Age no bar­rier to learn­ing a new skill

Erin Reilly ex­plains how adult ed­u­ca­tion can help you learn a new lan­guage or abil­ity.

The Tribune (NZ) - - BACKYARD BANTER -

I’ve al­ways wanted to learn French, but do it prop­erly this time. I stud­ied it for two years at high school, but all I can re­mem­ber now is ‘‘voulez-vous coucher avec moi (ce soir)’’. No, wait. That’s a line from a song.

Any­way, I haven’t been at high school for a very long time. But a lit­tle bit of re­search tells me that I don’t have to go back to school to re­learn my je m’ap­pelles. Thank good­ness. There’s no way I’d still fit my uni­form.

Many schools all over the coun­try run after-hours com­mu­nity ed­u­ca­tion classes for teenagers, adults, over-achiev­ers, and any­one who just likes to ex­er­cise their brains. Maybe they left school with­out any qual­i­fi­ca­tions. Maybe they grew up us­ing pen and pa­per, not a key­board and mouse. Maybe they want to pick up a hobby (or a prospec­tive part­ner). Or maybe they’re like me and wish they had paid more at­ten­tion in French class.

Com­mu­nity ed­u­ca­tion gives you the op­por­tu­nity to try some­thing new with­out a mas­sive com­mit­ment or the mas­sive ex­pense. Many lo­ca­tions of­fer so many op­tions it could be hard to choose.

Zumba or yoga, paint­ing or cre­ative writ­ing, com­puter skills or bud­get­ing, ball­room or belly danc­ing, cook­ing or gui­tar, French or Man­darin… what­ever your pas­sion, it’s prob­a­bly there. And be­cause most classes are in the evening or over the week­end, they’re pretty easy to fit around work and fam­ily.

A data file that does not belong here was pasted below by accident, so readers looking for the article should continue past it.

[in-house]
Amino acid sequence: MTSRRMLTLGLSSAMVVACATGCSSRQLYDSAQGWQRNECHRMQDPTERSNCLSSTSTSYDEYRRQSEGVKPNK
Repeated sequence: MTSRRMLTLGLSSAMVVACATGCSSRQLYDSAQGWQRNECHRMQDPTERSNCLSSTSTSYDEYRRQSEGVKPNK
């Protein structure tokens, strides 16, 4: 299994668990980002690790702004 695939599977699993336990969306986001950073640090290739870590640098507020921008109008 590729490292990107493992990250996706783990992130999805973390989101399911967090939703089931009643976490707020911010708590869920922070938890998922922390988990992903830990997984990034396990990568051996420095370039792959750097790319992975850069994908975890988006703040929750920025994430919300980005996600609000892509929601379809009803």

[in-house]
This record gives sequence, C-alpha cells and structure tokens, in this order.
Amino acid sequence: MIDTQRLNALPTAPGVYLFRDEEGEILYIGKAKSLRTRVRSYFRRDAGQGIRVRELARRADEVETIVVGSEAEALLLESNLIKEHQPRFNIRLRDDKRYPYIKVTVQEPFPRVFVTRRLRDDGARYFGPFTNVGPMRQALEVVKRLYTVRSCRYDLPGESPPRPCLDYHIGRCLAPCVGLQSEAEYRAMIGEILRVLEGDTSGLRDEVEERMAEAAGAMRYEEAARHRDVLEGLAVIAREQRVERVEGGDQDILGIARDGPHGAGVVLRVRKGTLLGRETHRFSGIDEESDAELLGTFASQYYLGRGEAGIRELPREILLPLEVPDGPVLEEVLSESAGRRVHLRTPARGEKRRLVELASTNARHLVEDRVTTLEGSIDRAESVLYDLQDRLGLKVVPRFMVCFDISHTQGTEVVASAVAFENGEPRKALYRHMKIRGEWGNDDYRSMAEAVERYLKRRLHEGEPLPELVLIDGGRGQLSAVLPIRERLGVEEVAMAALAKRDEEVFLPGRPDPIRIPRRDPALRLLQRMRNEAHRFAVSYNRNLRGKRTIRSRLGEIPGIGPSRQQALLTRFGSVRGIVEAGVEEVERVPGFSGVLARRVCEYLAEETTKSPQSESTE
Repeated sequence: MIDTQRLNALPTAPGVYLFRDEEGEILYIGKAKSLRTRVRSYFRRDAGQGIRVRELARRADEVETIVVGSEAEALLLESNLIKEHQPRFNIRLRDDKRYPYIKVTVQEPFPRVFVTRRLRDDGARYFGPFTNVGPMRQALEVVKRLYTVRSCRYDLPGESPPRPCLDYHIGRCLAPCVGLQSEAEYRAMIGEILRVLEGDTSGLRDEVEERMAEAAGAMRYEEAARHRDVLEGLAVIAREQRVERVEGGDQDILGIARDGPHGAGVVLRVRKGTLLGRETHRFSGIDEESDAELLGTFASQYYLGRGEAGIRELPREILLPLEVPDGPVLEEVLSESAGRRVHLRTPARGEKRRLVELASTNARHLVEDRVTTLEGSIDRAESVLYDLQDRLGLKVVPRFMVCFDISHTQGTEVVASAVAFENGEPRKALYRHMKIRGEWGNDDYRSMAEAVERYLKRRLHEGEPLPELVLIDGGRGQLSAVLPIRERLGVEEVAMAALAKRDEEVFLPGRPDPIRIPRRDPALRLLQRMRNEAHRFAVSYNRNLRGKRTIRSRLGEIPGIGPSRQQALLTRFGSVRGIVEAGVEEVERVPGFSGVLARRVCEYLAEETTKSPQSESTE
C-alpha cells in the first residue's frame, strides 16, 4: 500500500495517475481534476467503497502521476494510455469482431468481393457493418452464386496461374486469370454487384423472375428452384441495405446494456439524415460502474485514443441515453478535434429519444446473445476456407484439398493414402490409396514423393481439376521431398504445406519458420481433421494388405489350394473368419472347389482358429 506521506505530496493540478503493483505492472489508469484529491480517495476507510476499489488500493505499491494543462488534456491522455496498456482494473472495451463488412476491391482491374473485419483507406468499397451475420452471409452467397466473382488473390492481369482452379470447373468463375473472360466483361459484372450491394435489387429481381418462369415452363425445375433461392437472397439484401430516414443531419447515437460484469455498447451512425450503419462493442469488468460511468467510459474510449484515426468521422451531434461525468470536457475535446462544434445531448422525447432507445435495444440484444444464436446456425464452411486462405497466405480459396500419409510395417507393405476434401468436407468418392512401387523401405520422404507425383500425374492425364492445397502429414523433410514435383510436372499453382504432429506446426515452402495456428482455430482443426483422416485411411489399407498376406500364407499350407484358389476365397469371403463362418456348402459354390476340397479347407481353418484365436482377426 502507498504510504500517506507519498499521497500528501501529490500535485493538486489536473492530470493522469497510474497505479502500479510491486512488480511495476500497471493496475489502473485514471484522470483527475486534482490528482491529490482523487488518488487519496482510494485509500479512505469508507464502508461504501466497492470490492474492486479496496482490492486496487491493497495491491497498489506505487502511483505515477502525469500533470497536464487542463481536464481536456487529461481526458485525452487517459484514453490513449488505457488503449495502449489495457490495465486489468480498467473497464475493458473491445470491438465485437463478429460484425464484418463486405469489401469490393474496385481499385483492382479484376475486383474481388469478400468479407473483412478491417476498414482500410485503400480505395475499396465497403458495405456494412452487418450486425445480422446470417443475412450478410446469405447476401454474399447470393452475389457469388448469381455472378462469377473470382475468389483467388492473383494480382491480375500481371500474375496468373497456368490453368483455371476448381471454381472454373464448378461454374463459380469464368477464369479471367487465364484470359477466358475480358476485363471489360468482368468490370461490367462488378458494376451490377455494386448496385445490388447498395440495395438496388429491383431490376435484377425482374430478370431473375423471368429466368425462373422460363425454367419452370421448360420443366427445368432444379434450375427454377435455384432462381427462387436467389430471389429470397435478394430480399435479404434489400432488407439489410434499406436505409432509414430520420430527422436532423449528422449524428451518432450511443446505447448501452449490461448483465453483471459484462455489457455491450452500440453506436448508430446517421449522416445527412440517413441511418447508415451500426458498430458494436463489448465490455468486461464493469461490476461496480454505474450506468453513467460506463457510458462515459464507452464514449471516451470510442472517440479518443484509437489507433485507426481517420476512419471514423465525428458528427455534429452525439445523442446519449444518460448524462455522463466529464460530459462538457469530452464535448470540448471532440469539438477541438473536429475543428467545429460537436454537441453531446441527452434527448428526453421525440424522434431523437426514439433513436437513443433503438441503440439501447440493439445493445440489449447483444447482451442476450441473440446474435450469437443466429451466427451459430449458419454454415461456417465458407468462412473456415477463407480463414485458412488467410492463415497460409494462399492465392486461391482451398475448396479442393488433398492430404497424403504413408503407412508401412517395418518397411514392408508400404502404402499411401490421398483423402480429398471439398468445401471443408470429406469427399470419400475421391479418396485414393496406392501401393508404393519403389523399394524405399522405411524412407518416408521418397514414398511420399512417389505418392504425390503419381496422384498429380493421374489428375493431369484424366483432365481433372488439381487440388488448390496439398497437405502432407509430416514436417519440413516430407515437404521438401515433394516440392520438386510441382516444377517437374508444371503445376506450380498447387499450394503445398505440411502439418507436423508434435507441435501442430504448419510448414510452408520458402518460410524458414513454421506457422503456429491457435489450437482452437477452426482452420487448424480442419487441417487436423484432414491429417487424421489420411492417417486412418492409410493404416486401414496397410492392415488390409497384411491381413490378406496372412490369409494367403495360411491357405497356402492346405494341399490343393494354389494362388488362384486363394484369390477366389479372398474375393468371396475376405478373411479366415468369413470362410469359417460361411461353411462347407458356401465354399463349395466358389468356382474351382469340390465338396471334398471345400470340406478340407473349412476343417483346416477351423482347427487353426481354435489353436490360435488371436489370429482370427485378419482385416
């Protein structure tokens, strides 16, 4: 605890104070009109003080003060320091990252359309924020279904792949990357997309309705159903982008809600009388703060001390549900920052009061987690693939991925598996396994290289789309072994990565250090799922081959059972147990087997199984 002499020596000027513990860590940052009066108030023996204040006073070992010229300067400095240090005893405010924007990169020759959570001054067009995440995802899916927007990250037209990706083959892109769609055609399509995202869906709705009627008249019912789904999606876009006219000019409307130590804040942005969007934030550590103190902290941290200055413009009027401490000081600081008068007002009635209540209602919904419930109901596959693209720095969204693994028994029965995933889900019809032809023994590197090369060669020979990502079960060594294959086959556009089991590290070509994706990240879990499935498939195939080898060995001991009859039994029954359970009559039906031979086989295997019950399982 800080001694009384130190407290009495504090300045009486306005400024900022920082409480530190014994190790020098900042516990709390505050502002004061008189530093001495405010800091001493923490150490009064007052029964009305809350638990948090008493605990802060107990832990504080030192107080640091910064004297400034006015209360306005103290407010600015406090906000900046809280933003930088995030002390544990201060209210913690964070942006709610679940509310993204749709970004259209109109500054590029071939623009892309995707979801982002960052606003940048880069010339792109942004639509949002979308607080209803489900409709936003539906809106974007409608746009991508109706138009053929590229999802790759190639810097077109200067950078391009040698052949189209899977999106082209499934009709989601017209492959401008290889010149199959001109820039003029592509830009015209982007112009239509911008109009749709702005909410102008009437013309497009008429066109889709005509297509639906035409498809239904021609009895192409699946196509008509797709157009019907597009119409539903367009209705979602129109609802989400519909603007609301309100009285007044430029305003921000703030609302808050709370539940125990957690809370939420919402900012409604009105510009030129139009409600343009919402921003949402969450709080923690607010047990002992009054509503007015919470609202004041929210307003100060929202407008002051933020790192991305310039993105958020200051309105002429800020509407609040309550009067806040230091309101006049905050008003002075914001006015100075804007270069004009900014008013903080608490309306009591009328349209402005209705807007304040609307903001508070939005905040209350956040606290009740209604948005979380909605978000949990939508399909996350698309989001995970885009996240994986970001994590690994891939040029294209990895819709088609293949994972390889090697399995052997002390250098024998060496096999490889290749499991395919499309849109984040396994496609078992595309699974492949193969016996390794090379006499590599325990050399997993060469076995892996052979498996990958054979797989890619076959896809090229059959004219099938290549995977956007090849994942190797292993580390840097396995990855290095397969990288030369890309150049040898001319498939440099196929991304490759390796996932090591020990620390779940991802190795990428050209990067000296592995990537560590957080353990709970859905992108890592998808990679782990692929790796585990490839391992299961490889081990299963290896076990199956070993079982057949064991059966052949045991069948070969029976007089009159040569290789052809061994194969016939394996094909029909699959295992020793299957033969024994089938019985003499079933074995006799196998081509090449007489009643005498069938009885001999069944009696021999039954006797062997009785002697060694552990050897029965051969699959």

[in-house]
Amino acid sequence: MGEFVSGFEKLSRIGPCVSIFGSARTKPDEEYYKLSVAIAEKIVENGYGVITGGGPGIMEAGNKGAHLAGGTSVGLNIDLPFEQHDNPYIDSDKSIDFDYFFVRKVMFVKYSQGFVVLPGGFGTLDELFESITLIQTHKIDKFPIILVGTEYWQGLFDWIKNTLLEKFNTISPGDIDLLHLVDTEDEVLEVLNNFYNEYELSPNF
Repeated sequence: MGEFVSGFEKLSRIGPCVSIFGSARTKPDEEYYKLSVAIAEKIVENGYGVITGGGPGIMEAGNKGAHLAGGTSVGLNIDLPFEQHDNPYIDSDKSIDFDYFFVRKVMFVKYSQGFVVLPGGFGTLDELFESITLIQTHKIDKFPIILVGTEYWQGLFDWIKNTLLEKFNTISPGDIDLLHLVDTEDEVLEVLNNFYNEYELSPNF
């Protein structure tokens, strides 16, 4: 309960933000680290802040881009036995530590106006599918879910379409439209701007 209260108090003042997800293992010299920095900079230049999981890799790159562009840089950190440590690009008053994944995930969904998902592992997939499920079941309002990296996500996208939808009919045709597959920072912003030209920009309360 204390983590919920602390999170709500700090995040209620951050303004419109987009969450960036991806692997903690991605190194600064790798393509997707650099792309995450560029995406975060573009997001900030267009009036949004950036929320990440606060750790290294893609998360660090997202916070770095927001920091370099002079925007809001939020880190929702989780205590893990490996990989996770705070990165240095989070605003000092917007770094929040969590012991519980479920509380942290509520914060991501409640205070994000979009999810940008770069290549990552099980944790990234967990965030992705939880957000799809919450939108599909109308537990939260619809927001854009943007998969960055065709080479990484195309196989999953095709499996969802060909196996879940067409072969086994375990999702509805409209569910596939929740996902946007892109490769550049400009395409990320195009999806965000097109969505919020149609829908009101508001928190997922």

Adult ed­u­ca­tion isn’t just about fill­ing your time with fun things; it’s also about giv­ing peo­ple who don’t have many qual­i­fi­ca­tions or work ex­pe­ri­ence a few more notches on their pro­fes­sional belt. Com­puter classes, Mi­crosoft up­skilling, CV writ­ing and in­ter­view tech­niques are of­fered by some com­mu­nity ed­u­ca­tion providers, in­clud­ing the Cit­i­zens Ad­vice Bureau.

Rais­ing kids is pos­si­bly the hard­est job on earth and one that no-one is pre­pared for, no mat­ter how many an­te­na­tal classes you go to be­fore you pop. Thank­fully Plun­ket runs free par­ent­ing cour­ses to help with all kinds of baby-re­lated is­sues like sleep­ing, tran­si­tion­ing to solids, dis­ci­pline, ed­u­ca­tion and help­ing them reach their po­ten­tial based on their per­son­al­ity and style of learn­ing. Plun­ket also runs first aid cour­ses be­cause it al­ways pays to be pre­pared.

Fur­ther­ing your ed­u­ca­tion doesn’t have to take place in a class­room. Per­haps you’ve al­ways wanted to start grow­ing your own veges and you don’t know where to start, but you live next door to a gar­den­ing whiz.

Maybe you wish you could bake scones like the lady who lives across the road, or whip up a mean lasagne like that guy who lives on the cor­ner.

Don’t be afraid to ask for help from your neigh­bours who are awe­some at the skills you want to learn.

You never know, they might be flat­tered that you thought of them and more than will­ing to help. Just ask around on Neigh­bourly.co.nz and see what hap­pens!

PHOTO: 13RF

Re­turn­ing to ed­u­ca­tion as an adult can give you the skills you may need to fur­ther your ca­reer.

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